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written by the University of Minnesota Physics Education Research Group, Kenneth Heller, and Patricia Heller
This item is a Power Point presentation that discusses the use of "context rich" problems in introductory physics courses.  It defines the method, gives examples, and explains how to implement it. Context-rich problems are designed to place physics in a real-world context to help students develop problem solving skills. They require the student to visualize the situation, work cooperatively to decide upon a strategy, choose applicable physics principles, and evaluate the solution.

This resource is part of a larger collection of materials developed by the Minnesota Physics Education Research and Development Group. These problems place physics in a real-world context to help students develop problem-solving skills.
Subjects Levels Resource Types
Education Practices
- Active Learning
= Cooperative Learning
= Problem Solving
- Instructional Material Design
- Pedagogy
General Physics
- Collections
- Physics Education Research
- High School
- Lower Undergraduate
- Instructional Material
= Curriculum support
= Lecture/Presentation
= Problem/Problem Set
- Reference Material
Appropriate Courses Categories Ratings
- Physics First
- Conceptual Physics
- Algebra-based Physics
- AP Physics
- Activity
- New teachers
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Intended Users:
Educator
Professional/Practitioner
Format:
text/html
Access Rights:
Free access
Restriction:
© 2002 University of Minnesota
Keywords:
PER, concept-rich questions, cooperative learning, groups, heuristics, problem solving, problems, working backwards
Record Cloner:
Metadata instance created November 10, 2009 by Caroline Hall
Record Updated:
November 11, 2009 by Caroline Hall
Last Update
when Cataloged:
May 11, 2007
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Record Link
AIP Format
University of Minnesota Physics Education Research Group, K. Heller, and P. Heller, (2002), WWW Document, (http://groups.physics.umn.edu/physed/Talks/Maine%2002.pdf).
AJP/PRST-PER
University of Minnesota Physics Education Research Group, K. Heller, and P. Heller, Context Rich Problems: Teaching Introductory Physics Through Problem Solving (2002), <http://groups.physics.umn.edu/physed/Talks/Maine%2002.pdf>.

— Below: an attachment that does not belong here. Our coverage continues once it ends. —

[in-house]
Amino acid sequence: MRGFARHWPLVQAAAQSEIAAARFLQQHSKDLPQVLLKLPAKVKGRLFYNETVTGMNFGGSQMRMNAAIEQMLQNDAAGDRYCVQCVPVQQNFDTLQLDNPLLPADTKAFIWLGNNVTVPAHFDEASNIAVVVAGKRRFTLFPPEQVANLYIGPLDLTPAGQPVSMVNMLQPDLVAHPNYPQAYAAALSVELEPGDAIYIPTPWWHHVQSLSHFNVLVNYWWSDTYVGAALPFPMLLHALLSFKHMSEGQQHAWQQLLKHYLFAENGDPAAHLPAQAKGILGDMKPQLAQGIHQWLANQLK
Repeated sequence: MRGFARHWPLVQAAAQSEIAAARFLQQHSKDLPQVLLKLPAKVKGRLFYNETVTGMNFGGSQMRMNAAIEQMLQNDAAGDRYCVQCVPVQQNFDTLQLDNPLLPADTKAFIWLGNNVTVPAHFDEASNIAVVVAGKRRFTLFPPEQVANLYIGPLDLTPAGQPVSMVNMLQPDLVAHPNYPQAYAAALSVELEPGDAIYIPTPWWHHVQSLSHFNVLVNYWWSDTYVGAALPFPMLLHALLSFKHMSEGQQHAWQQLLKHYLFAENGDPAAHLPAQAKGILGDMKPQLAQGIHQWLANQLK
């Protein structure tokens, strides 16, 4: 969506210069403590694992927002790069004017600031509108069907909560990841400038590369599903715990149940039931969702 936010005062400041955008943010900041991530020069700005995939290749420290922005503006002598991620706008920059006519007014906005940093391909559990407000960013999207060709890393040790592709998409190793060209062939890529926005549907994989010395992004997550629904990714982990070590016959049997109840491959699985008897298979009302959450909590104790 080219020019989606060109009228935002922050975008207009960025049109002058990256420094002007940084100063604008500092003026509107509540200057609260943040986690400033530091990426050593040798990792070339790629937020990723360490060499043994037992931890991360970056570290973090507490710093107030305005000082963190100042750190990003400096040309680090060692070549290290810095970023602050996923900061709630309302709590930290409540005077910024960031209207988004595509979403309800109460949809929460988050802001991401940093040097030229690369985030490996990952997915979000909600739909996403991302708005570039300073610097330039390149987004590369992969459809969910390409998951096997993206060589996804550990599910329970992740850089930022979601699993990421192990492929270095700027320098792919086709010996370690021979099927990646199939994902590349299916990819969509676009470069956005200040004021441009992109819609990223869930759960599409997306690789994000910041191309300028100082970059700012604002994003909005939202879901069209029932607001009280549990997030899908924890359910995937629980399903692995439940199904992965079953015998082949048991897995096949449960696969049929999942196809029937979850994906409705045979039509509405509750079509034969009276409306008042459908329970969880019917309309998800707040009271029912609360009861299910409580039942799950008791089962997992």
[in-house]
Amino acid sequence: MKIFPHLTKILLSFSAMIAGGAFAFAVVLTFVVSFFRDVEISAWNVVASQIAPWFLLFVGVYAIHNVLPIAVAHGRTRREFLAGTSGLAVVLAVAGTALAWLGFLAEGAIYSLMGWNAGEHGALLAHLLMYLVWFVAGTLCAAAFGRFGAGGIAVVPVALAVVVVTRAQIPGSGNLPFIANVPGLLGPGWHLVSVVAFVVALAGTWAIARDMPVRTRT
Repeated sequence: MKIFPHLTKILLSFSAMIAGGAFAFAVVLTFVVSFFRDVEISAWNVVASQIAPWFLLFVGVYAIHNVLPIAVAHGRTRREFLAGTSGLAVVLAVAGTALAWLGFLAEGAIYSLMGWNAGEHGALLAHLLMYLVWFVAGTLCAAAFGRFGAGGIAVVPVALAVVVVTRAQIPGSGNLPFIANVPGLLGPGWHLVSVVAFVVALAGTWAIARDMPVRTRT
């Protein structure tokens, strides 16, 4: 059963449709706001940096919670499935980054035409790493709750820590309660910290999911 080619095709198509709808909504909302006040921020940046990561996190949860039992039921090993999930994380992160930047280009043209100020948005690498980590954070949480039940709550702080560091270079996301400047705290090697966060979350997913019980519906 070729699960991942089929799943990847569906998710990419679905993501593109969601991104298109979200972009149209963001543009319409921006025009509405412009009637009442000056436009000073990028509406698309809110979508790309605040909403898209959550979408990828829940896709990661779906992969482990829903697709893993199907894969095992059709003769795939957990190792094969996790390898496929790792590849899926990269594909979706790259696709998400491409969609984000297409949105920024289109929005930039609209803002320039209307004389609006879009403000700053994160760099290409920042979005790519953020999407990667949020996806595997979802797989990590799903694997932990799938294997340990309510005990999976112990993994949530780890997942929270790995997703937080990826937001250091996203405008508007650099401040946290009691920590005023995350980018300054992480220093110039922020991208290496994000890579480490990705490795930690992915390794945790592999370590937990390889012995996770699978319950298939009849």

APA Format
University of Minnesota Physics Education Research Group, Heller, K., & Heller, P. (2007, May 11). Context Rich Problems: Teaching Introductory Physics Through Problem Solving. Retrieved July 23, 2014, from http://groups.physics.umn.edu/physed/Talks/Maine%2002.pdf
Chicago Format
University of Minnesota Physics Education Research Group, K. Heller, and P. Heller. Context Rich Problems: Teaching Introductory Physics Through Problem Solving. May 11, 2007. http://groups.physics.umn.edu/physed/Talks/Maine%2002.pdf (accessed 23 July 2014).
MLA Format
University of Minnesota Physics Education Research Group, Kenneth Heller, and Patricia Heller. Context Rich Problems: Teaching Introductory Physics Through Problem Solving. 2002. 11 May 2007. 23 July 2014 <http://groups.physics.umn.edu/physed/Talks/Maine%2002.pdf>.
BibTeX Export Format
@misc{ Author = "University of Minnesota Physics Education Research Group and Kenneth Heller and Patricia Heller", Title = {Context Rich Problems: Teaching Introductory Physics Through Problem Solving}, Volume = {2014}, Number = {23 July 2014}, Month = {May 11, 2007}, Year = {2002} }
Refer Export Format

%Q University of Minnesota Physics Education Research Group
%A Kenneth Heller
%A Patricia Heller
%T Context Rich Problems: Teaching Introductory Physics Through Problem Solving
%D May 11, 2007
%U http://groups.physics.umn.edu/physed/Talks/Maine%2002.pdf
%O text/html

EndNote Export Format

%0 Electronic Source
%A University of Minnesota Physics Education Research Group,
%A Heller, Kenneth
%A Heller, Patricia
%D May 11, 2007
%T Context Rich Problems: Teaching Introductory Physics Through Problem Solving
%V 2014
%N 23 July 2014
%8 May 11, 2007
%9 text/html
%U http://groups.physics.umn.edu/physed/Talks/Maine%2002.pdf


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Is Associated With Context Rich Problems

This is a link to the full collection of context-rich problems developed by this author and team members of the University of Minnesota Physics Education Research Group.

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